Workers' Comp Reform

Reform Effects Causing Docs to Refuse Injured Workers

Physicians are displeased with sweeping changes to the California workers' compensation system since the passage of SB 863.
By: | March 2, 2015

“I no longer take workers’ comp cases due to the impossibility of getting paid in a timely or appropriate manner without huge amounts of extra work,” a physician reportedly wrote. Another said “expenditures appear to have shifted from patient care to a cumbersome administrative system, involving 2-4 steps in different locations across state lines, for authorization.”

Both are comments cited in a survey from the California Medical Association. The association released the responses from 231 physician practices to the changes included in workers’ comp reform legislation signed into law September 2012.

“Significant changes to the utilization review process, implementation of an independent medical review and independent bill review process along with migration to a resource-based relative value scale payment system are some of the substantial changes to the California workers’ compensation system since the passage of SB 863,” said the survey. “Feedback from the CMA physician members thus far indicates significant challenges with the workers’ compensation reforms implemented.”

The survey was conducted over a two-week period. Questions addressed utilization review, independent medical review, independent bill review, and the resource-based relative value scale fee schedule.

More than two-thirds of the respondents cited problems with the UR process in getting authorization for patient care, and more than half of those cited “inappropriate denials” of tests, procedures, or services they deemed necessary.

“The process was always difficult but has become hideous in recent months,” according to one physician’s comment. “It has become a series of denials for even the most elementary medications or tests,” said another.

“I no longer take workers’ comp cases due to the impossibility of getting paid in a timely or appropriate manner without huge amounts of extra work.” — a California physician surveyed about the impact or workers’ comp reform bill SB 863.

The IMR process was also cited as a challenge with two-thirds saying it “has been unsuccessful in ensuring approval” of care they said is medically necessary. Slow responses to IMR requests and “inappropriate denials” of medically necessary actions were cited as the biggest challenges. One-third of physicians said opioids/pain management was the type of service most frequently denied by payers. Commenters said “prescription drugs of many kinds, not just opioids” were the type of service most frequently denied.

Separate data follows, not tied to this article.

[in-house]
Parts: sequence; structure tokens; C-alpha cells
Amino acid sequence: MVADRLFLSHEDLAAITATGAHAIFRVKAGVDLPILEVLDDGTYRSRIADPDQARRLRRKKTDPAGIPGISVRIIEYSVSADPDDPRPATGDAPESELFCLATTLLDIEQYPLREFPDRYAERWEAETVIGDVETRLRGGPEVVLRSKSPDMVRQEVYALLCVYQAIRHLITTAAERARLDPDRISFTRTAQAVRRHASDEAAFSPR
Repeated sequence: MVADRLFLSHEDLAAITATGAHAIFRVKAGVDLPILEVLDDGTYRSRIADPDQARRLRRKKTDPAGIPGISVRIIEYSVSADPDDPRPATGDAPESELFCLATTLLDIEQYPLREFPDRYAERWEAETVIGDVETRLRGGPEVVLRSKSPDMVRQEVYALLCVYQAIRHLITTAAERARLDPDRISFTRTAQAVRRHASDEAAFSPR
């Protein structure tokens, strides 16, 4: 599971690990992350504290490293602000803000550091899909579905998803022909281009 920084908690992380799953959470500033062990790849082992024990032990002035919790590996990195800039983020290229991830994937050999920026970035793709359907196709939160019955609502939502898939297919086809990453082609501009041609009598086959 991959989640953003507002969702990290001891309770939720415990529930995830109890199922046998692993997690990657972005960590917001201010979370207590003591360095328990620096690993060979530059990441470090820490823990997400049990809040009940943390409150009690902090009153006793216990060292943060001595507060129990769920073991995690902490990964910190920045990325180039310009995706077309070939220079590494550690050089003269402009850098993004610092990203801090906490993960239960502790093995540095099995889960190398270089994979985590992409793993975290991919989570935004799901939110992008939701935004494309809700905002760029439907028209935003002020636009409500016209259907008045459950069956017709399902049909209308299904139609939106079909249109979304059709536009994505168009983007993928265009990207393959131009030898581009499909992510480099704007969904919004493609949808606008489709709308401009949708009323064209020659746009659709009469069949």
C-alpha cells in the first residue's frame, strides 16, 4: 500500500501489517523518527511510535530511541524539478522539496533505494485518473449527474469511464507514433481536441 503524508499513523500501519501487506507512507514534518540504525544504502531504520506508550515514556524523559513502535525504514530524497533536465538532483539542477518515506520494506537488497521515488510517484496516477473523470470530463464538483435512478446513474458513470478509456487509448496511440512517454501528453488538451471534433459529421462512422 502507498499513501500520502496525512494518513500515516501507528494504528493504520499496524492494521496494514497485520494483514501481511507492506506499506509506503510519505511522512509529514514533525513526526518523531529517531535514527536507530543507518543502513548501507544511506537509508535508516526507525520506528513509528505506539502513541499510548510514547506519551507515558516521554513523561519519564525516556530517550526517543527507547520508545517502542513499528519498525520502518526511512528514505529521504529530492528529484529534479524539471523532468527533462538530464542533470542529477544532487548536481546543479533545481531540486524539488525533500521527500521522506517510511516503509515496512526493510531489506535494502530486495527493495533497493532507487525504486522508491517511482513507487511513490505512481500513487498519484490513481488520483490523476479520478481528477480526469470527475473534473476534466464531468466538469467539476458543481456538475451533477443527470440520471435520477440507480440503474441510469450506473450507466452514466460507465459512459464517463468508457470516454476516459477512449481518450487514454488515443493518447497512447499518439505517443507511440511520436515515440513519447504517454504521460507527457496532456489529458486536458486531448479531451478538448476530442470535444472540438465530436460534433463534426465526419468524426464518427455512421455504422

The independent bill review process was utilized by 30 percent of respondents with 32 percent saying they “had no idea it existed.” Among those familiar with it, nearly half — 46 percent — said it was “not at all successful” in addressing issues involving payment discrepancies. The $250 submission cost per issue to use the independent bill review was cited as “cost prohibitive” by 39 percent of respondents.

The main challenge cited from the new RBRVS fee schedule was “down-coding of claims resulting in underpayment,” according to 55 percent of respondents. One said “lack of payment for non face-to-face time, telephone calls, supplemental reports. It is a nightmare.”

Meanwhile, the state Commission on Health and Safety and Workers’ Compensation is calling for a reexamination of the system in light of the passage of S.B. 863. The commission was created by legislation in 1993 to examine the health and safety and workers’ comp systems and recommend administrative or legislative changes.

In its annual report, the commission specifically cited “medical care quality, accessibility, timeliness and cost” and “timeliness and cost of dispute resolution” as two areas the legislature and administration should address.

While S.B. 863 “incorporated many of CHSWC’s previous recommendations for statutory improvements” in the workers’ comp system, the commission recommended a thorough reexamination.

“Significant changes in the medical care process for injured workers have resulted from the reforms enacted in 2012. One of the changes is that medical necessity disputes are now resolved through an IMR process,” the report said. “IMR is administered by the Division of Workers’ Compensation Administrative Director and requires that an injured worker’s objection to a UR decision be resolved through IMR.”

The CHSWC called for an evaluation of the impact of the changes on an individual provision-by-provision basis and in combination. It also suggested evaluating the impact of the new provisions “on cost, quality and access of injured workers to appropriate and timely medical care” and to “identify issues and make recommendations for addressing areas of potential concern.”

Nancy Grover is the president of NMG Consulting and the Editor of Workers' Compensation Report, a publication of our parent company, LRP Publications. She can be reached at [email protected].

More from Risk & Insurance